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Wentworth

Yardage
7,267
Par
73
SSS
76
Built
1926, 2007
Architect(s)
Ernie Els on a Harry Colt lay-out,
Nature:
Ernie Els designed 'target-golf' championship parkland course on a Colt lay-out. Wealthy Club.
Location/Address:
Virginia Water, near Ascot.
http://www.wentworthclub.com/
Secretary
StephenGibson
Telephone
01344 842201
Professional
Kristian Baker
Green Keeper
Daniel Clarke
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Access Policy:
introduced by a member only.
Dog Policy:
welcomed on a lead
Open Meetings:
none
Fees in 1960s
£1
Fees today
£245 - 2015

Review

Ever since Harry Colt designed the West course at Wentworth, opened in 1926 (nicknamed ‘the Burma Road’ for its toughness before the Japanese whisky owners acquired the property) it has remained at the forefront of British golf. Having been televised to a wide audience, the West has a place in the hearts and minds of golfers the world over. A bit like Augusta we know the holes, particularly on the back nine.

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1st tee with clubhouse behind

Initially, the course was designed as a brutally long, fast-running heathland course with heather roughs, strategically placed but few bunkers, and greens on many holes level to the fairways with room to run-in your ball.

It held the Piccadilly World-Match-Play event in the sixties where there were so many people walking round the organisers gave out cardboard mirror periscopes to allow the spectators to watch play over the heads of those in front of you!

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The first green

Somewhere around the 1970s, probably due to over-use of a new automatic watering system and the beginning of pressure to speed-up the greens by shaving them, the previously firm, fast-running fine fescue/browntop and perhaps some highland bent grassed surfaces became soft with the ingress of annual meadow grass (Poa annua).

Since 1983 Wentworth has hosted one of the European Tour’s premier events, the PGA Championship and since 2003 BMW as the main sponsor has made it a class act of the highest quality so as to match their upmarket cars.

In 2007 when owned by Richard Caring, the restaurant and nightclub entrepreneur, Ernie Els, who has a house on the estate, was invited to redesign the west course. (Wentworth has two other courses, called East and Edinburgh, and to judge from the green near the West’s sixth tee their greens are likely to be 100% Poa annua).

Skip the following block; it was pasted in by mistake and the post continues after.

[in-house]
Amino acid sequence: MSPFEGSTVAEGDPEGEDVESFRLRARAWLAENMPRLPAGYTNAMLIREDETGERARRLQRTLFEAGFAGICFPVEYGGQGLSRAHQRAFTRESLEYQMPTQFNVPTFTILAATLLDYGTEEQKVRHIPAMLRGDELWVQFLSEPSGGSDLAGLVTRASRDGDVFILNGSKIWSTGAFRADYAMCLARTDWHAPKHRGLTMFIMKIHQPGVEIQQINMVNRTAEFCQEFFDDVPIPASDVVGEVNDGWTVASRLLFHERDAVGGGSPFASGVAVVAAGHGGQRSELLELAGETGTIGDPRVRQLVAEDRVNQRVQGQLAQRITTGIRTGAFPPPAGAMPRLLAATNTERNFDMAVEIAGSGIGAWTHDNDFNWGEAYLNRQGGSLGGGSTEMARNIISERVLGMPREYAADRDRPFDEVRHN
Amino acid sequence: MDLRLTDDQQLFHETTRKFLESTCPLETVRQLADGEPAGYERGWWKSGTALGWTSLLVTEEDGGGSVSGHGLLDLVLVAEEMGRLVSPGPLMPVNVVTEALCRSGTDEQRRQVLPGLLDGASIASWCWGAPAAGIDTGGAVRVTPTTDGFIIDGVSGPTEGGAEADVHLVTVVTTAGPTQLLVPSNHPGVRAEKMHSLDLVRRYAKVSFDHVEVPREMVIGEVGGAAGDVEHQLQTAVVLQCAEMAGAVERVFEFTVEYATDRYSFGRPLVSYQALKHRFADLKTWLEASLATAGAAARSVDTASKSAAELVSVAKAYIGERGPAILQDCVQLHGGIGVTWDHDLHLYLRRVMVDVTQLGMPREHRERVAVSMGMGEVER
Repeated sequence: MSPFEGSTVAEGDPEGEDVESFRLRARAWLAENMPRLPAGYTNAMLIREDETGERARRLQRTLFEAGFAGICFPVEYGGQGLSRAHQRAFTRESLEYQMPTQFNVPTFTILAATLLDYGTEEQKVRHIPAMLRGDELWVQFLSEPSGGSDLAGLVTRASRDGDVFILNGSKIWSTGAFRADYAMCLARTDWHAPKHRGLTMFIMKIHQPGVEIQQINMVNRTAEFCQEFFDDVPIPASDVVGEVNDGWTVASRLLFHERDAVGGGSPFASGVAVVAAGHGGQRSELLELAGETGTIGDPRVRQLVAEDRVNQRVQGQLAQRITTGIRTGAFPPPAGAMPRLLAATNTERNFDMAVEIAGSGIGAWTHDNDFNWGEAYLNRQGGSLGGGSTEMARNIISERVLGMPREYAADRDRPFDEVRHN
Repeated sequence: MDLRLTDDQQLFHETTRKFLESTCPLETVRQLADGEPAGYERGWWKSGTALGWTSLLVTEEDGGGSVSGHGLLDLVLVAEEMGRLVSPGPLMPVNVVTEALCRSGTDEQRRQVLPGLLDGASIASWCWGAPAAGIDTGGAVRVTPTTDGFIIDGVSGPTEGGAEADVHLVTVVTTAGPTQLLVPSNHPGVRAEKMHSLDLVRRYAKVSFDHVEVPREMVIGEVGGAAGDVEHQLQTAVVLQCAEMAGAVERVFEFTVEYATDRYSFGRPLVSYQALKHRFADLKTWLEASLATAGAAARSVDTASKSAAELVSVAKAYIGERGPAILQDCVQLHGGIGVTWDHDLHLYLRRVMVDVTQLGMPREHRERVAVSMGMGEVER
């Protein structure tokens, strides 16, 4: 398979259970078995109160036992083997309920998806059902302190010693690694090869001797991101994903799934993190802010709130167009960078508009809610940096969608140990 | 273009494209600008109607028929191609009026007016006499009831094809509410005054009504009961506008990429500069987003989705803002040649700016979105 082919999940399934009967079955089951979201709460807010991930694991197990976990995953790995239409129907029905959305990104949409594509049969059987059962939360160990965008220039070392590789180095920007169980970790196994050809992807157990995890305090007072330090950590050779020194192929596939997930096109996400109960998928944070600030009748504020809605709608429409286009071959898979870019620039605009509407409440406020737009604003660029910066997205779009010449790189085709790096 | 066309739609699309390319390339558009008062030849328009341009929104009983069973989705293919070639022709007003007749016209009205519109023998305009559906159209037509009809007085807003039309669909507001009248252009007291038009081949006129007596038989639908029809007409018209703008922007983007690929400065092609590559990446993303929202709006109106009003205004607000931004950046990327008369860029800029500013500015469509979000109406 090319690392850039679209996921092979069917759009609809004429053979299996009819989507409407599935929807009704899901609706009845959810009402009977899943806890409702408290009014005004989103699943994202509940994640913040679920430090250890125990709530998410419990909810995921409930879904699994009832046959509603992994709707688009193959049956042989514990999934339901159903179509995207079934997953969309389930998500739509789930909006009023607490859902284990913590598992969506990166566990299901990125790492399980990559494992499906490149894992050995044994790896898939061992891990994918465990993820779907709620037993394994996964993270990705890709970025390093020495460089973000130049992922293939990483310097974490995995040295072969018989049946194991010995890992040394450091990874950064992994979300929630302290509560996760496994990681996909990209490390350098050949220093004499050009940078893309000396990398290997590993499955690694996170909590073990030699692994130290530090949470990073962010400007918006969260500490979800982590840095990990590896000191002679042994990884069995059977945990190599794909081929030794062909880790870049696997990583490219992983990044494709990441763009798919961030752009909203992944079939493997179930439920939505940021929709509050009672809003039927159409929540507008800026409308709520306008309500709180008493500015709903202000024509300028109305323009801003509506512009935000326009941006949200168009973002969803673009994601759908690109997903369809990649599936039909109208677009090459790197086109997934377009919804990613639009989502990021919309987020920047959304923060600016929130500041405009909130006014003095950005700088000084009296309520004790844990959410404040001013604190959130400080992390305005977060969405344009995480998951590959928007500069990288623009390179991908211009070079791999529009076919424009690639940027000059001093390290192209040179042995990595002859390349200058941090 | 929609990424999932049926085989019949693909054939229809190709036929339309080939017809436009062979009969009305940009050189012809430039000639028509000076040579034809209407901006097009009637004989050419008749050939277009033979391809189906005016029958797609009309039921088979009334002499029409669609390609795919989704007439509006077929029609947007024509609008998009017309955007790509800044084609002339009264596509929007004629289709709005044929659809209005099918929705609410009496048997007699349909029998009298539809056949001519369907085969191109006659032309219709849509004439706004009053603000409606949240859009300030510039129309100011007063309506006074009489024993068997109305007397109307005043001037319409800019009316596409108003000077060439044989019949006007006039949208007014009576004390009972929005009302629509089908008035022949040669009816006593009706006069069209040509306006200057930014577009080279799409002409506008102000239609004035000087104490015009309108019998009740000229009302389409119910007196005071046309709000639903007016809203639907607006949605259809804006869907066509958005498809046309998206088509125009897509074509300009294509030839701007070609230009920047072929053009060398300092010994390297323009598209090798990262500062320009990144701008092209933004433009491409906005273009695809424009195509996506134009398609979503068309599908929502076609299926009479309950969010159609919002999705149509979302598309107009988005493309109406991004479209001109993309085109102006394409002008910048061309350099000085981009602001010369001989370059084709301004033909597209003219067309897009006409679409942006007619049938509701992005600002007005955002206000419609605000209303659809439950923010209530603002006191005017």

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The new sixteenth green

Els said that “with recent advances in golf ball and equipment technology it became necessary to carry out a programme of restoration and modernization in order to restore Colt’s original shot values”.  Well, he did keep the original lay-out of holes and their predominantly un-bumpy fairways, but he proceeded to raise most of the greens, fronting them with deep bunkers to try to create some penalties and challenge for the pros. “Original shot values” – whatever that means, is management-speak for ’We want to continue to use Colt’s name but his type of golf is no longer appropriate’. Howls and screams came from Harry Colt devotees of the strategic running-game but hey, money calls the tune here and the Club desperately wanted to keep the professionals coming, and to maintain the Club’s prestige among its wealthy clientele.

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Approaching the fifteenth green.

Basically, with Harry Colt’s greens having gone soft it was too easy for the ever-longer hitting pros to attack the pins with their ever-higher hit approach shots. For example the right-hand dogleg fifteenth that was once a drive and a well-hit long iron that ran in to a right-to-left sloping green and formed part of the daunting finish. Champion golfer and course architect Frank Pennink said of it in 1962 “there is no finer, long two-shotter”. Yesterday, even at 491 yards it is a mere drive with no run and an eight iron, confirmed by the pro, while I watched the PGA practice day played across a total of 7,267 yards, lengthened from 6,472 in Pennink’s day.

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The eighteenth amphitheatre

The PR emphasis on Els’ layout was focused on the spectacular new 523 yard eighteenth with its lake in front of the green surrounded by magnificent curved grandstands and open glass hospitality arenas. The course was no longer an enjoyable challenge for the recreational player.

Now there are again new owners from the Far East, this time Chinese and after a confrontation and climb-down with the members over the cost of membership (even Chancellor Hammond, within whose constituency it is, got involved) the course has had another make-over costing £5 million pounds in the last year (led again, at least PR wise, by the amiable ‘big easy’). Priority this time was to make it a more attractive course to play for the amateur recreational player. The penal design has been softened while the owners maintain that the challenge can now be enjoyed by club golfers and legends alike.

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The apron at the twelfth green

Twenty-nine bunkers have been removed, mostly from in front of the greens, to supposedly allow a Harry Colt run-in. However, the greens’ striped-cut aprons and run-offs now have up-slopes and are of ryegrass, which has a ‘greasy’ leaf making the ball ‘stick’ and is killed from running-on.  Whereas Colt had low cut run-offs that drew the not-perfectly-hit ball away into bunkers or areas from which a putt or bump-and-run was best used, now there is a pure parkland set-up with a semi-rough fringe near the green from which the modern lob-wedge is the preferred choice of club.